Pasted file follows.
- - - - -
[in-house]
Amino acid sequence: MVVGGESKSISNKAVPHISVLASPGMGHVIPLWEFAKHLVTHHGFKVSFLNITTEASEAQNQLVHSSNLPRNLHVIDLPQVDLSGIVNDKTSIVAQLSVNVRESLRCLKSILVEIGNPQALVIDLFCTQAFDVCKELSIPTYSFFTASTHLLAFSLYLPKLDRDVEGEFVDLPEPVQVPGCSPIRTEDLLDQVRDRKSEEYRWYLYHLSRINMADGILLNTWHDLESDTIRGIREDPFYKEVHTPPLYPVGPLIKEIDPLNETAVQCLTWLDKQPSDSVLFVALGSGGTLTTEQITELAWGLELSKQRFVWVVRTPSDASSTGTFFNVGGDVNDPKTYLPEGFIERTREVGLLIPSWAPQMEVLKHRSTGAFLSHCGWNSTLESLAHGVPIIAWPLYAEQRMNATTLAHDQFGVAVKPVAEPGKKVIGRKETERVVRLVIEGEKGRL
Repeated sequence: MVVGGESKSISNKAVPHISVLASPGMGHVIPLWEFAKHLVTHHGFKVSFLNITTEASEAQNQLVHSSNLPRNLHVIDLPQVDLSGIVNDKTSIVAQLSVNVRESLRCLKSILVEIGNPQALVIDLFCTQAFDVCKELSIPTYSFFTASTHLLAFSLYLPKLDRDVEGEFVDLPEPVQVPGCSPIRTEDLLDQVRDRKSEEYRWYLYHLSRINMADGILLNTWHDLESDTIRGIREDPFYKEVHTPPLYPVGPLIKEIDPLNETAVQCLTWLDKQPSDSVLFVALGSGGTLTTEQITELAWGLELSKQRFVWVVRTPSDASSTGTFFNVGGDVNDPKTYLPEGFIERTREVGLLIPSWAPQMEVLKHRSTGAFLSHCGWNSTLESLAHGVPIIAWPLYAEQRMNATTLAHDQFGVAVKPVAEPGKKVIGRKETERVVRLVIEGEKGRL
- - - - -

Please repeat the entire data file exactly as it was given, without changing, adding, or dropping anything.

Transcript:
[in-house]
Amino acid sequence: MVVGGESKSISNKAVPHISVLASPGMGHVIPLWEFAKHLVTHHGFKVSFLNITTEASEAQNQLVHSSNLPRNLHVIDLPQVDLSGIVNDKTSIVAQLSVNVRESLRCLKSILVEIGNPQALVIDLFCTQAFDVCKELSIPTYSFFTASTHLLAFSLYLPKLDRDVEGEFVDLPEPVQVPGCSPIRTEDLLDQVRDRKSEEYRWYLYHLSRINMADGILLNTWHDLESDTIRGIREDPFYKEVHTPPLYPVGPLIKEIDPLNETAVQCLTWLDKQPSDSVLFVALGSGGTLTTEQITELAWGLELSKQRFVWVVRTPSDASSTGTFFNVGGDVNDPKTYLPEGFIERTREVGLLIPSWAPQMEVLKHRSTGAFLSHCGWNSTLESLAHGVPIIAWPLYAEQRMNATTLAHDQFGVAVKPVAEPGKKVIGRKETERVVRLVIEGEKGRL
Repeated sequence: MVVGGESKSISNKAVPHISVLASPGMGHVIPLWEFAKHLVTHHGFKVSFLNITTEASEAQNQLVHSSNLPRNLHVIDLPQVDLSGIVNDKTSIVAQLSVNVRESLRCLKSILVEIGNPQALVIDLFCTQAFDVCKELSIPTYSFFTASTHLLAFSLYLPKLDRDVEGEFVDLPEPVQVPGCSPIRTEDLLDQVRDRKSEEYRWYLYHLSRINMADGILLNTWHDLESDTIRGIREDPFYKEVHTPPLYPVGPLIKEIDPLNETAVQCLTWLDKQPSDSVLFVALGSGGTLTTEQITELAWGLELSKQRFVWVVRTPSDASSTGTFFNVGGDVNDPKTYLPEGFIERTREVGLLIPSWAPQMEVLKHRSTGAFLSHCGWNSTLESLAHGVPIIAWPLYAEQRMNATTLAHDQFGVAVKPVAEPGKKVIGRKETERVVRLVIEGEKGRL